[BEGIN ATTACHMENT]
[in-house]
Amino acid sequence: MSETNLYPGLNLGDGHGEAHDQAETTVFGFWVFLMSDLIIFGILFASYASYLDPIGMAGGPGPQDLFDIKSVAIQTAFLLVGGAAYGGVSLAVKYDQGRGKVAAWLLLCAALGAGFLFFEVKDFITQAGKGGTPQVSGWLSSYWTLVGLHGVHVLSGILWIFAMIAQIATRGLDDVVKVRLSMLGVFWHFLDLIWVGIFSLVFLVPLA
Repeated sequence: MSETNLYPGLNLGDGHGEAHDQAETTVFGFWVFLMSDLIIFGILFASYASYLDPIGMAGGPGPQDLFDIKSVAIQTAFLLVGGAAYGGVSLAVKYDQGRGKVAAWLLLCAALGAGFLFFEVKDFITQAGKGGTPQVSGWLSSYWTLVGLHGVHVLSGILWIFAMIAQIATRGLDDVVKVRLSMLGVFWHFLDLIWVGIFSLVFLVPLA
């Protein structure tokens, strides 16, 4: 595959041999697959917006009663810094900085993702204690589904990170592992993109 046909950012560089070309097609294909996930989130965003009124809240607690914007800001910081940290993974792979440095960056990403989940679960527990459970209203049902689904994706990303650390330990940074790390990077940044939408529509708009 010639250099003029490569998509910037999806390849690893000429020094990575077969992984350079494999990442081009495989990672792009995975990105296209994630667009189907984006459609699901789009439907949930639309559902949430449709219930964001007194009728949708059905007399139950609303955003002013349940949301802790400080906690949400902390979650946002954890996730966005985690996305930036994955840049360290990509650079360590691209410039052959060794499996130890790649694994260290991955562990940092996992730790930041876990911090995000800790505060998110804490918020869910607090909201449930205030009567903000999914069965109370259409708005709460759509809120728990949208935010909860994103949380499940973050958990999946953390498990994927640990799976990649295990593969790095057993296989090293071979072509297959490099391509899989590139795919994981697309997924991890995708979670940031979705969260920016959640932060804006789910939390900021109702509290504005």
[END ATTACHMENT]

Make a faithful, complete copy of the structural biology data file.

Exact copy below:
[in-house]
Amino acid sequence: MSETNLYPGLNLGDGHGEAHDQAETTVFGFWVFLMSDLIIFGILFASYASYLDPIGMAGGPGPQDLFDIKSVAIQTAFLLVGGAAYGGVSLAVKYDQGRGKVAAWLLLCAALGAGFLFFEVKDFITQAGKGGTPQVSGWLSSYWTLVGLHGVHVLSGILWIFAMIAQIATRGLDDVVKVRLSMLGVFWHFLDLIWVGIFSLVFLVPLA
Repeated sequence: MSETNLYPGLNLGDGHGEAHDQAETTVFGFWVFLMSDLIIFGILFASYASYLDPIGMAGGPGPQDLFDIKSVAIQTAFLLVGGAAYGGVSLAVKYDQGRGKVAAWLLLCAALGAGFLFFEVKDFITQAGKGGTPQVSGWLSSYWTLVGLHGVHVLSGILWIFAMIAQIATRGLDDVVKVRLSMLGVFWHFLDLIWVGIFSLVFLVPLA
């Protein structure tokens, strides 16, 4: 595959041999697959917006009663810094900085993702204690589904990170592992993109 046909950012560089070309097609294909996930989130965003009124809240607690914007800001910081940290993974792979440095960056990403989940679960527990459970209203049902689904994706990303650390330990940074790390990077940044939408529509708009 010639250099003029490569998509910037999806390849690893000429020094990575077969992984350079494999990442081009495989990672792009995975990105296209994630667009189907984006459609699901789009439907949930639309559902949430449709219930964001007194009728949708059905007399139950609303955003002013349940949301802790400080906690949400902390979650946002954890996730966005985690996305930036994955840049360290990509650079360590691209410039052959060794499996130890790649694994260290991955562990940092996992730790930041876990911090995000800790505060998110804490918020869910607090909201449930205030009567903000999914069965109370259409708005709460759509809120728990949208935010909860994103949380499940973050958990999946953390498990994927640990799976990649295990593969790095057993296989090293071979072509297959490099391509899989590139795919994981697309997924991890995708979670940031979705969260920016959640932060804006789910939390900021109702509290504005």